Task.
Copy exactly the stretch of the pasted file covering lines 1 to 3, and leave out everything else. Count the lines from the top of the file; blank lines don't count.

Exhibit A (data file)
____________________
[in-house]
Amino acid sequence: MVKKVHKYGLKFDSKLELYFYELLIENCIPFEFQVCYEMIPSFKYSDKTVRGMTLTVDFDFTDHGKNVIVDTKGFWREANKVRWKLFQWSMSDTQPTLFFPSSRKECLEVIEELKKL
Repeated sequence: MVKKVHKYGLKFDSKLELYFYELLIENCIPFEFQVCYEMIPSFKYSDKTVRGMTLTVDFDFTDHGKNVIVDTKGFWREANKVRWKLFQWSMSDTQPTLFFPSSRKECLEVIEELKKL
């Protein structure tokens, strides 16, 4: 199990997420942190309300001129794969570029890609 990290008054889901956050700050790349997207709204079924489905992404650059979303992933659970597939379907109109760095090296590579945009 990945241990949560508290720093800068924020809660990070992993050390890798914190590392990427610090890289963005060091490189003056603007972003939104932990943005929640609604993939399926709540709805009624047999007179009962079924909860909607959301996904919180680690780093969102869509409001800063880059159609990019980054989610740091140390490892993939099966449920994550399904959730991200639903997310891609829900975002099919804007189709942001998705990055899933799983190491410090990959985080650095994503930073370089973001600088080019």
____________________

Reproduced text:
[in-house]
Amino acid sequence: MVKKVHKYGLKFDSKLELYFYELLIENCIPFEFQVCYEMIPSFKYSDKTVRGMTLTVDFDFTDHGKNVIVDTKGFWREANKVRWKLFQWSMSDTQPTLFFPSSRKECLEVIEELKKL
Repeated sequence: MVKKVHKYGLKFDSKLELYFYELLIENCIPFEFQVCYEMIPSFKYSDKTVRGMTLTVDFDFTDHGKNVIVDTKGFWREANKVRWKLFQWSMSDTQPTLFFPSSRKECLEVIEELKKL